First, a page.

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Well said! BF's customer service is THE best among all the foldy manufacturers in my opinion. Personal, "eager to satisfy" attitude, competent, responsible, respectful, responsive and friendly. If you haven't experience it, you should!
+1...
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Old 06-12-09, 12:19 PM   #39
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Although I didn't end up buying the Tikit, I agree with comments about BF's customer service and I also liked the fact that they are located in the US. However, while their response to potential cracks in the Tikit are admirable...I can't see how buying a bike that develops cracks is an advantage.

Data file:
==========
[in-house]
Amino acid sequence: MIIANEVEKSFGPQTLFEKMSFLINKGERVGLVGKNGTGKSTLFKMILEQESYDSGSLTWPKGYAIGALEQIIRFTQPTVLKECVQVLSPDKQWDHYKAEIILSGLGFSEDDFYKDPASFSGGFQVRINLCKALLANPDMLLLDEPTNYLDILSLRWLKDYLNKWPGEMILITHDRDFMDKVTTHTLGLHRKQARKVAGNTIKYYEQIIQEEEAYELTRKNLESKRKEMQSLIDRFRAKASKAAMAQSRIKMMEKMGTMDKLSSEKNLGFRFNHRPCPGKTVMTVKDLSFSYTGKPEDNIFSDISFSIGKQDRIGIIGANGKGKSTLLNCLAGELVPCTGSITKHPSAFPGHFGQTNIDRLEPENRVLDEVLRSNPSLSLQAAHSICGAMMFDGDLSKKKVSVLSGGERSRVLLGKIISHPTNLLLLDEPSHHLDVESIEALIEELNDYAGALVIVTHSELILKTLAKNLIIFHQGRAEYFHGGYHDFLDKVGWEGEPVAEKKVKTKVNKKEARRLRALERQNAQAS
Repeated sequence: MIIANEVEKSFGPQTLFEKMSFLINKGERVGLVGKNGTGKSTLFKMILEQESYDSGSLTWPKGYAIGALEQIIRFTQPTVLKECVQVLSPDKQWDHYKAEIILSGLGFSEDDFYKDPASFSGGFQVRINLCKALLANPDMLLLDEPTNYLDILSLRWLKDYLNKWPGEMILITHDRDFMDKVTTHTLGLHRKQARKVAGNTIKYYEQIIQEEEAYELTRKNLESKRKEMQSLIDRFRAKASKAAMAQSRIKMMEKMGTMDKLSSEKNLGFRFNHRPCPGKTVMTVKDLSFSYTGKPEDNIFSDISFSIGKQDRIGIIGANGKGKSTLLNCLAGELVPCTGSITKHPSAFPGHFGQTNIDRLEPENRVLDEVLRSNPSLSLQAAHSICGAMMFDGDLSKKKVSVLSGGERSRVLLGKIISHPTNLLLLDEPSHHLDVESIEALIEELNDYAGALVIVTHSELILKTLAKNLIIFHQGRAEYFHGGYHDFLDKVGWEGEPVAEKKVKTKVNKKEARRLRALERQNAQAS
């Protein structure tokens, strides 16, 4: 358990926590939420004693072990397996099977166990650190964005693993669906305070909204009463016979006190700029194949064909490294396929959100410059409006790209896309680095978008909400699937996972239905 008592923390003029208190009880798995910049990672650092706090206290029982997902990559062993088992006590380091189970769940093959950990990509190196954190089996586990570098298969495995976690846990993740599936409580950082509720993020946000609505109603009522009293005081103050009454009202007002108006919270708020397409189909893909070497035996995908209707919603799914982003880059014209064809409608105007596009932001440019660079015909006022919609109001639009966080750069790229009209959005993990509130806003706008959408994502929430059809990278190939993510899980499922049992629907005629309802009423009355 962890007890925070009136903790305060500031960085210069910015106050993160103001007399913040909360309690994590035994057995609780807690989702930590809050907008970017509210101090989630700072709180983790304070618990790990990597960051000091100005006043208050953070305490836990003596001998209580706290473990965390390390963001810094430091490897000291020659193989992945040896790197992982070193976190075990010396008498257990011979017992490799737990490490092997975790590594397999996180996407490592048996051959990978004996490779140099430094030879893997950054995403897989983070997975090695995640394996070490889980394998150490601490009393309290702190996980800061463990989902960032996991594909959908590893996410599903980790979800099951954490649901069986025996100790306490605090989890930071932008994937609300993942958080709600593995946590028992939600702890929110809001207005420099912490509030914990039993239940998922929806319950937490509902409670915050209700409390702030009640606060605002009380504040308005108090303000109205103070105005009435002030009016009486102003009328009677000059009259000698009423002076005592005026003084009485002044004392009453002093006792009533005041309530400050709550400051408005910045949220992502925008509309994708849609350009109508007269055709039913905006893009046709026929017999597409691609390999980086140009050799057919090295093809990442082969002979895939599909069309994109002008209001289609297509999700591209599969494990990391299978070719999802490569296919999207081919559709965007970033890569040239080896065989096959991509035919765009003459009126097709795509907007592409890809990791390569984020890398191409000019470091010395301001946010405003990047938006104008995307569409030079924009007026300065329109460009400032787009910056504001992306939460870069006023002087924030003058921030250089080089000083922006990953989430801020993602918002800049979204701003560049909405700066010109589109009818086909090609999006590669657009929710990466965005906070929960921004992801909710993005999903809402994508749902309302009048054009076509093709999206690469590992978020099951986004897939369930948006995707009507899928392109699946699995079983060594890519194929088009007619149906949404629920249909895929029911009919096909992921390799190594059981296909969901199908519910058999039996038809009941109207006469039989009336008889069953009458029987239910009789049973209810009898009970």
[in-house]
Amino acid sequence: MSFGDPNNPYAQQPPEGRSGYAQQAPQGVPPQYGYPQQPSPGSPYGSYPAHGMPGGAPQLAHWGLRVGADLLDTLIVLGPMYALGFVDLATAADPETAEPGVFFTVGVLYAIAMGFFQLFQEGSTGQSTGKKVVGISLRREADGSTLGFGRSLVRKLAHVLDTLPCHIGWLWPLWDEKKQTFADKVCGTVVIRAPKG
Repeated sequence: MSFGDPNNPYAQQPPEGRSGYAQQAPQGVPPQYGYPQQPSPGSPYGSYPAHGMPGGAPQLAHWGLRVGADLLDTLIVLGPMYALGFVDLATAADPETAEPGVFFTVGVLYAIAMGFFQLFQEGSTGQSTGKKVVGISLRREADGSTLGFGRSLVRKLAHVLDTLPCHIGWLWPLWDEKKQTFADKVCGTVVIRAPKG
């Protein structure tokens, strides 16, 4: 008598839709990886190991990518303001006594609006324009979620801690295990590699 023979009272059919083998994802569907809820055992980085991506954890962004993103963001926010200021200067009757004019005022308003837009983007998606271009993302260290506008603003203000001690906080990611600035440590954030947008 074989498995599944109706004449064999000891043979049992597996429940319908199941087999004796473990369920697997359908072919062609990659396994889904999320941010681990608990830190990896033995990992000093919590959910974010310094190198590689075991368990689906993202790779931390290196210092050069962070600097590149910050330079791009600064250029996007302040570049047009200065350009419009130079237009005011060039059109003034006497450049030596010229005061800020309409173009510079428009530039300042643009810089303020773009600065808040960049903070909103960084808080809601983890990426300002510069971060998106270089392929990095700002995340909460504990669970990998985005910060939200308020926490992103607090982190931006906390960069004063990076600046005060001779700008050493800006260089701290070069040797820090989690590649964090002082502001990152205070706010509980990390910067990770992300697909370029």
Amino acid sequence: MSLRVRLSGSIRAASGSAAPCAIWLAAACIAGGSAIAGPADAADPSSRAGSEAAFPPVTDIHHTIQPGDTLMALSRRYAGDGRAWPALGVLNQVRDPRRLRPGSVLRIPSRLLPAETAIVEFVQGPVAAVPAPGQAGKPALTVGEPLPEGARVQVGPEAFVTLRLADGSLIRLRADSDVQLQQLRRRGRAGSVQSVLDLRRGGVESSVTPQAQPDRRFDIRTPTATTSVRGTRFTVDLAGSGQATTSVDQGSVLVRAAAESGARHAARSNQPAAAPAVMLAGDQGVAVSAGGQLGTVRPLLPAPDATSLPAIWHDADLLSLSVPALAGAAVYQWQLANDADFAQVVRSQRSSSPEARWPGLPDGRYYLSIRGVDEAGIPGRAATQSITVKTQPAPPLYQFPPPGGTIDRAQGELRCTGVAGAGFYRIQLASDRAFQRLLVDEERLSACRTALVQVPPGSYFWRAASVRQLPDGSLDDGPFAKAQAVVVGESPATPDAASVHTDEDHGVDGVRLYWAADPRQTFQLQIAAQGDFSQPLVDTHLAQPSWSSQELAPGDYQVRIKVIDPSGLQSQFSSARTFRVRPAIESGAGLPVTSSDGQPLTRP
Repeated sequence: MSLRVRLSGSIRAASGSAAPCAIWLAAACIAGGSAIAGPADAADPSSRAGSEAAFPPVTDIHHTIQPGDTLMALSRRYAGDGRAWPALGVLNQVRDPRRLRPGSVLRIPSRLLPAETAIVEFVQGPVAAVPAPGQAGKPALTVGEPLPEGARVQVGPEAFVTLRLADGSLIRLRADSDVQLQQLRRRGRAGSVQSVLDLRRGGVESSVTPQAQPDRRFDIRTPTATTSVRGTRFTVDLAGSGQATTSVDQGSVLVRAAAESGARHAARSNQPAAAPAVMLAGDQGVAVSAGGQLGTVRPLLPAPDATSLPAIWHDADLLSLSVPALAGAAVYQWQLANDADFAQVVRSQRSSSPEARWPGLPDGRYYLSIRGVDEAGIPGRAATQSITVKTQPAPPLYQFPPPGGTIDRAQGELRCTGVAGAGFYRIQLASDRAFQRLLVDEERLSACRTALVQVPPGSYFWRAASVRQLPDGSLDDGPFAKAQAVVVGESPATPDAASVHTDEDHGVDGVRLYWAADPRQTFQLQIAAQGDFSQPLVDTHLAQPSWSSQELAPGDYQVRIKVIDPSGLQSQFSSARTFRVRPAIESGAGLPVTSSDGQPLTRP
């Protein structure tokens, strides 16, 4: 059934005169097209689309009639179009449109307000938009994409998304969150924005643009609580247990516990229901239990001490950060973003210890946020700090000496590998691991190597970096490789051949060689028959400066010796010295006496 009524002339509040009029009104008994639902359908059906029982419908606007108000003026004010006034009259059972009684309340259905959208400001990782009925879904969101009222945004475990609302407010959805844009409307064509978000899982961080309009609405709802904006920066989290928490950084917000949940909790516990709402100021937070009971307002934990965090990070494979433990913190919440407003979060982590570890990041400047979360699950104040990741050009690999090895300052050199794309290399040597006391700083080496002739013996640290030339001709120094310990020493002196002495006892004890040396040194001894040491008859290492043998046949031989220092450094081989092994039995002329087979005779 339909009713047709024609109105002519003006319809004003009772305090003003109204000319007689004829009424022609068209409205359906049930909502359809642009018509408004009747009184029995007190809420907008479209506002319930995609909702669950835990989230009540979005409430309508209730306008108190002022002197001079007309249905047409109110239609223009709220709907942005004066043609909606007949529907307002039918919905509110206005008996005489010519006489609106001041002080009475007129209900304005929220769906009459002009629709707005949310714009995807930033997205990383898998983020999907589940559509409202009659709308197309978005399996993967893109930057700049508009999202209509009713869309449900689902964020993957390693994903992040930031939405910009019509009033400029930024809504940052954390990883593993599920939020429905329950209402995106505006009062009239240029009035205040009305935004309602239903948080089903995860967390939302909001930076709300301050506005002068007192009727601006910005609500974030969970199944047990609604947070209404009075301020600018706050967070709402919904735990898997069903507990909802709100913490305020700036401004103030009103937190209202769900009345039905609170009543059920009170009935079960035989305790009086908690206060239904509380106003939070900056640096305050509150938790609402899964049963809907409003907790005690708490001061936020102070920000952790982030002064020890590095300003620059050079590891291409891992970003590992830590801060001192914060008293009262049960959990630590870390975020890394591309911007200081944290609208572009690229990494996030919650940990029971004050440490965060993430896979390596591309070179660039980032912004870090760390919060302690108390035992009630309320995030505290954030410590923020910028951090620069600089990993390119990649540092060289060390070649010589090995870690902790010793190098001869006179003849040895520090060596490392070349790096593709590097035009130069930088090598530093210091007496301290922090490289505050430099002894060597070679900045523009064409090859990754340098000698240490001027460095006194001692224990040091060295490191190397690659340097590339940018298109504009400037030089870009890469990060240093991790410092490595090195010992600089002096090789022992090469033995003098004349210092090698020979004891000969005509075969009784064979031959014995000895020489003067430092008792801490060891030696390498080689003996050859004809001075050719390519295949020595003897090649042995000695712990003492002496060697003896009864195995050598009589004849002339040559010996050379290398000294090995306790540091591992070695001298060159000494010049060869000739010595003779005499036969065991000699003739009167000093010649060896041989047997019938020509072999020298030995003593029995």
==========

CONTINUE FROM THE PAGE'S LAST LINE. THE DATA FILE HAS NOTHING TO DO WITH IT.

Also, if it was such an easy fix, shouldn't this type of research and testing been conducted before marketing the product. I know that since the Tikit is a relatively new model there can be issues that arise (such as the replacement of the folding cable/system), but I would rather not be a "test" rider for the company...unless BF wants to send me a free Tikit...
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Old 06-12-09, 12:36 PM   #40
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Also, if it was such an easy fix, shouldn't this type of research and testing been conducted before marketing the product. I know that since the Tikit is a relatively new model there can be issues that arise (such as the replacement of the folding cable/system), but I would rather not be a "test" rider for the company...unless BF wants to send me a free Tikit...